Sample Scene

The Mulligan Guard Ball (1879)

Libretto by Edward Harrigan

Music by David Braham

Act I, Scene (partial)

Edited by John Kenrick

The Setup: Popular neighborhood leader Dan Mulligan (Edward Harrigan) is throwing a ball for the younger members of his cronies, The Mulligan Guard. He does not know that the owner of the ballroom has booked a ball for the Mulligan's arch enemies, the all-Negro Skidmore Guards, into the same room on the same evening. Dan shares plans with his longtime crony, McSweeney (one of several roles played by Tony Hart).

This scene, with its heavy use of Irish pronunciations and Bowery colloquialisms, offered Harrigan and Hart an opportunity to reprise the song that had brought them stardom in their variety days. The question, "Do you remember the old tune?" would have set their fans cheering in anticipation of "The Mulligan Guard March."

(Slightly tipsy) McSweeney, you're a friend of mine, you're one of the old Mulligans.

I was First Leftenant when we licked the Dutch Brewery Light Guard at Communipaw.

That's the year I gave you four tons of coal for a prize, and burnt coke meself at home.

Yes, and I had four shots and won it, but I never give it away.

I have fixed it all right for you and Gilmartin to go with the young Mulligans to the ball tomorrow night, Walsingham. It's dead level, I got it from Tommy.

It's a favor you'll never be sorry for.

There's one man going to that ball tomorrow night, Mc, I'm sure.

Who is he, Dan?

A Dutch butcher, named Lochmuller. I'd lick him, Mc, but I owe him thirty-five dollars.

I'll lick him for you.

No, let it go. Wait till the young Mulligan Guard Ball is over.

Very well.

What's the name of the hall the young Mulligans have for the ball?

The Harp and Shamrock.

I want to see the hall look nice. Will you do what I say?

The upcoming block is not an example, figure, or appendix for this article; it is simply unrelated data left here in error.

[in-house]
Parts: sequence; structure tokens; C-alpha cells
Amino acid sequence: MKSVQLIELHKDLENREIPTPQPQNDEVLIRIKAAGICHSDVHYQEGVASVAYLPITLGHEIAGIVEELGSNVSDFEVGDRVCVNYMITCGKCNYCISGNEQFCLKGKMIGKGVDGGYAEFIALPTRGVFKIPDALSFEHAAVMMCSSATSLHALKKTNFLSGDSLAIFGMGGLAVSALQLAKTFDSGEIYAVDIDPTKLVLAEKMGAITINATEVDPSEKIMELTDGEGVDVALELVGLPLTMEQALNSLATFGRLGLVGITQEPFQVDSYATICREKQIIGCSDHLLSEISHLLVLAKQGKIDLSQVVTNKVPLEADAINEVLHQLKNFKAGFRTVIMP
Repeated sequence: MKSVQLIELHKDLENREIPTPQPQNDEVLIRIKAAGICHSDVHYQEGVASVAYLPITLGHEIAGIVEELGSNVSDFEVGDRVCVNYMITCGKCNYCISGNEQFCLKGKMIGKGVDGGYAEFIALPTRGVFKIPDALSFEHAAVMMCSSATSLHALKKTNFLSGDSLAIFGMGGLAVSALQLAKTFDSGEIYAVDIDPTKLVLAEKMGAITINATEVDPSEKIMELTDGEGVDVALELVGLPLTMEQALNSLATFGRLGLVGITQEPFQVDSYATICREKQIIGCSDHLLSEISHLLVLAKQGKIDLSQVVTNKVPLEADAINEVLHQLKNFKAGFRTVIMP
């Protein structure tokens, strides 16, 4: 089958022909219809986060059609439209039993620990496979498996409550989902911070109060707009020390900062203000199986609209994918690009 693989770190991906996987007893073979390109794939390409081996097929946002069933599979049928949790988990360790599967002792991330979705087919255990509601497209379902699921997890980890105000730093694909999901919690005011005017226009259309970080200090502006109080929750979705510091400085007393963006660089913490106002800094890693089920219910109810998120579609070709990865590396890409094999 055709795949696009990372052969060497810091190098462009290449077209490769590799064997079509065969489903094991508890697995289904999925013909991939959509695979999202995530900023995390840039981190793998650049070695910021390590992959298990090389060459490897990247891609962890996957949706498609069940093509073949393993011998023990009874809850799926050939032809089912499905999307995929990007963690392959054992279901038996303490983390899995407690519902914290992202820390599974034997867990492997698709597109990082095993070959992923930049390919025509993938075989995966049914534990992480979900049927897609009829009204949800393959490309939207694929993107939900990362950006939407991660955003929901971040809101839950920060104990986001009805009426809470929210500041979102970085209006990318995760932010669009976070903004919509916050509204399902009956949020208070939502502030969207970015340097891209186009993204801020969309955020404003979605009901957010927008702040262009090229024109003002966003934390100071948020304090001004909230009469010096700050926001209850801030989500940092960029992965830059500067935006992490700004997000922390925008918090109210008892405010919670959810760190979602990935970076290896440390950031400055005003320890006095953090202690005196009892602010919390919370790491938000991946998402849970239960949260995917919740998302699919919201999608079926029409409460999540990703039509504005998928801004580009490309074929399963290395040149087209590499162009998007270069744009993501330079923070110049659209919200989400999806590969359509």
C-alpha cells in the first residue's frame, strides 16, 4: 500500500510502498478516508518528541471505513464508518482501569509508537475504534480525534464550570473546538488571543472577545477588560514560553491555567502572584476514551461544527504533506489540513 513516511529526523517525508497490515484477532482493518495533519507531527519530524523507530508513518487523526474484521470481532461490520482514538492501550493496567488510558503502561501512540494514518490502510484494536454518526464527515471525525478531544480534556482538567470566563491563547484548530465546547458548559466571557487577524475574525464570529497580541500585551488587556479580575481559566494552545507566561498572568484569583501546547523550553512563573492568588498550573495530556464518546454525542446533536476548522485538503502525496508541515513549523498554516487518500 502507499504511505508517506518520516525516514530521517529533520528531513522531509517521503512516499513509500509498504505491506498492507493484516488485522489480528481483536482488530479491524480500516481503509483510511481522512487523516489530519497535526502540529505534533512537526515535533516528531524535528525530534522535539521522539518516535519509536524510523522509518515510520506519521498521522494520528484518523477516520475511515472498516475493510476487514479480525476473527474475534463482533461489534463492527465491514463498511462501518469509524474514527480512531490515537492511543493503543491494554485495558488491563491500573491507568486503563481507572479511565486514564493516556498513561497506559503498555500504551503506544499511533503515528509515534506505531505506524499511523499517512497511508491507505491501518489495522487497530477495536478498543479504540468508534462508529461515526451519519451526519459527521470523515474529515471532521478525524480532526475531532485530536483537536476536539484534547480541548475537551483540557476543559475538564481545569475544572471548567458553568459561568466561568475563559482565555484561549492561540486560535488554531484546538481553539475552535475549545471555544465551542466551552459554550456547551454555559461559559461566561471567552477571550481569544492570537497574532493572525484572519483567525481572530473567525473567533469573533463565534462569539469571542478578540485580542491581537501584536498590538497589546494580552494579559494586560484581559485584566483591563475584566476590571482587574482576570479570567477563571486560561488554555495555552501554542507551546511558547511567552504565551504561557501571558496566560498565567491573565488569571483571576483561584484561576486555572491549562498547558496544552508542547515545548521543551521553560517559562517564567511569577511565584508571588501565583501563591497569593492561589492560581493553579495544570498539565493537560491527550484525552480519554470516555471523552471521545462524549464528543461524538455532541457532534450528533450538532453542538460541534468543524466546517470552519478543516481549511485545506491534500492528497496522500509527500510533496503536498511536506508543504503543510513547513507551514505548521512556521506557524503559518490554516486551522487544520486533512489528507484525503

Yes, sling on anything, Dan, I'm with you.

No, but fix the ball the way I want it. Get a row of American flags on the right hand, with the Irish flags blending between them. Then get a row of wax candles on the balcony, and put a sign on it, "Look out for the drip." Get about thirty-three canaries, and some blackbirds, in cages, and hang them on the chandeliers, and give word to the leader of the band, if a Dutch tune is played the whole night, he'll not get a cent. Will you do this?

I will, you bet your life, Dan.

Now come over to McQuade's, and I'll play you a game of hand ball for a five.

I'm with you, Dan.

Come on. Do ye remember the old tune?

(Editor's Note: Mention of "the old tune" would have ignited cheers from audiences waiting to hear Harrigan & Hart reprise their signature hit.)

We crave your condescension,
And we'll tell you what we know
Of marching in the Mulligan Guards,
From the Seventh Ward below;
And our Captain's name was Hussey,
A Tipperary man --
He carried his sword like the Russian Duke,
Whenever he took command.

We shouldered guns,
And marched, and marched away,
From Jackson Street
Way up to Avenue A;
Drums and fifes did sweetly, sweetly play, 
As we marched, marched,
Marched in the Mulligan Guards.

When the band played Garryowen
Or the Connemara pet,
With the rub, dub, dub, we marched in the mud
To the military step.
With the green above the red, boys, 
To show where we came from;
Our gun's we'd lift, with the right shoulder shift,
As we marched to the beat of the drum.

We shouldered guns, etc.

When we'd get home at night boys,
The divil a wink we'd sleep;
We'd all sit up and drink a sup
Of whiskey, strong and neat.
Then we'd all march home together,
As slippery as lard;
The solid men would all fall in,
And march in the Mulligan Guard.

We shouldered guns, etc. (Both exit)

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